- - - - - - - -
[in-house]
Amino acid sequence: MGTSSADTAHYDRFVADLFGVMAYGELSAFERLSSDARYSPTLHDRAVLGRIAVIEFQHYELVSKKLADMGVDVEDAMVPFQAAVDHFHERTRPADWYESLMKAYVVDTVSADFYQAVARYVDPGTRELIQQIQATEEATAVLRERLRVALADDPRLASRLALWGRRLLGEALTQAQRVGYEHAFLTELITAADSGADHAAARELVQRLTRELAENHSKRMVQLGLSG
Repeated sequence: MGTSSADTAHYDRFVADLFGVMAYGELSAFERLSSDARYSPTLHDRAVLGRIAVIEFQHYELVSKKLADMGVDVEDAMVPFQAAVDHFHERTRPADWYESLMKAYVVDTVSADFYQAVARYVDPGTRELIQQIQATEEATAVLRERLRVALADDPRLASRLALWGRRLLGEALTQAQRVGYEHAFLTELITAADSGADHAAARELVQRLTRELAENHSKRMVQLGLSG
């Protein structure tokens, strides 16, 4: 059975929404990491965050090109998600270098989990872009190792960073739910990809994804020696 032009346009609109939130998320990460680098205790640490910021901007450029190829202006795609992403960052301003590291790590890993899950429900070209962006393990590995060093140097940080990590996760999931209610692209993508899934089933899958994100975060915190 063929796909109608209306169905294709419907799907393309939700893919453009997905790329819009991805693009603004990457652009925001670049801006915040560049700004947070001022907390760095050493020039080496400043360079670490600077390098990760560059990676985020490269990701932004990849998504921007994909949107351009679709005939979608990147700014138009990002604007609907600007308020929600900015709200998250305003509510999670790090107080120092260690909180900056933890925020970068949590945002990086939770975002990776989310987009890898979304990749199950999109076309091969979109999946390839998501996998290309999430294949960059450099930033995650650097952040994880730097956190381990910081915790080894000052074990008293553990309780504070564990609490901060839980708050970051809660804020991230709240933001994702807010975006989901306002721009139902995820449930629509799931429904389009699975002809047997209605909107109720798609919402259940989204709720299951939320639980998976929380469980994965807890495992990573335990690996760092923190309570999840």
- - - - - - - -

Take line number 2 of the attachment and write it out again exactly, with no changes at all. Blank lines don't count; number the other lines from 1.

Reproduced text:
Amino acid sequence: MGTSSADTAHYDRFVADLFGVMAYGELSAFERLSSDARYSPTLHDRAVLGRIAVIEFQHYELVSKKLADMGVDVEDAMVPFQAAVDHFHERTRPADWYESLMKAYVVDTVSADFYQAVARYVDPGTRELIQQIQATEEATAVLRERLRVALADDPRLASRLALWGRRLLGEALTQAQRVGYEHAFLTELITAADSGADHAAARELVQRLTRELAENHSKRMVQLGLSG